Getting Up And Running Faster

Knee replacement
CBS/AP
Last year, Jonathan Bornstein emerged as on of the best young soccer players in the country; he was named rookie of the year in Major League Soccer, but everything changed this spring when he twisted his knee in practice.

"I knew something was wrong and I knew that I was going to have to take some time to heal," Bornstein says.

Jonathan had suffered a torn ligament in his knee. He would be out of action for six to10 weeks, CBS News medical correspondent Dr. Jon LaPook reports.

"I was pretty bummed to find out I might be missing the first game, maybe a couple more games," Bornstein says. "I didn't think there was much I could do to get back earlier."

But Dr. Michael Gearhart did. A leading sports medicine expert; he believes we can speed up the body's ability to heal itself with a remarkably simple technique.

It's called Platelet Rich Plasma therapy — or PRP. Doctors spin a few tablespoons of a patient's own blood, separating out the platelets. Normally, platelets help the blood to clot — they also promote healing. With PRP, this concentration of platelets is injected directly into the injury. In Jonathan's case, his knee.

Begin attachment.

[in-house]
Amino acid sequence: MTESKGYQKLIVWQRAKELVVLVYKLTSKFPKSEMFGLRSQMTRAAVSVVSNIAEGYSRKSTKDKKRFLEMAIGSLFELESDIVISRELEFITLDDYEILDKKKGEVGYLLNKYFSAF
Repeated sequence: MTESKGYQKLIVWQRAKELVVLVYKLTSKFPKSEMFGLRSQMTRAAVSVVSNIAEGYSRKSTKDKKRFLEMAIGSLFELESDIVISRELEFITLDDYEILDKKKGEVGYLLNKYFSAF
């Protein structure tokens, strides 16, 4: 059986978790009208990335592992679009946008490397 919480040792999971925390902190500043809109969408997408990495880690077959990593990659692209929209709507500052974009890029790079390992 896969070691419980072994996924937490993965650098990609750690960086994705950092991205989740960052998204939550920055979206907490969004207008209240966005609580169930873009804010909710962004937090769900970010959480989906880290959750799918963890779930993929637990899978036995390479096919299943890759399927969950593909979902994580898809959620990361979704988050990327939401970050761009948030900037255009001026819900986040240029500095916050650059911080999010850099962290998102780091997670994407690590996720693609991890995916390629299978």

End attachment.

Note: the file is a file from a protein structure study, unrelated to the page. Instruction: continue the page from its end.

"Platelets are an amazing substance, they are packed full of growth factors of healing factors and when given into a specific area you get a hyper healing response," Dr. Michael Gearhart says.

Jonathon was thrilled to get back on the field quickly.

"I was back running in three weeks, and I was ready for fit play, ready to play in about four and a half, five," Bornstin says.

Doctor are now taking the first steps to move this treatment beyond the world of the elite athlete. The hope is the same technology that allowed Jonathan to get back to the field so quickly, can now be used to treat injuries in weekend warriors as well.

Anosheh Emery is trying PRP as a last resort to help his chronic tennis elbow and painful knee tendonitis. He is one of the few patients to get it — clinical trials are now testing its safety and effectiveness. Side effects have reportedly been minor; it seems like the biggest problem so far is an everyday medical reality: the needles hurt.

"Its painful but its nothing you can't bear," Emery says. But the pain was worth it. "Oh, definitely. They say, 'no pain, no gain.' I definitely had some pain, and there was a lot of gain."

The hope is that if PRP can get an elite athlete like Jonathan up and running; it can help the baby boom generation and their creaky joints get back in the game.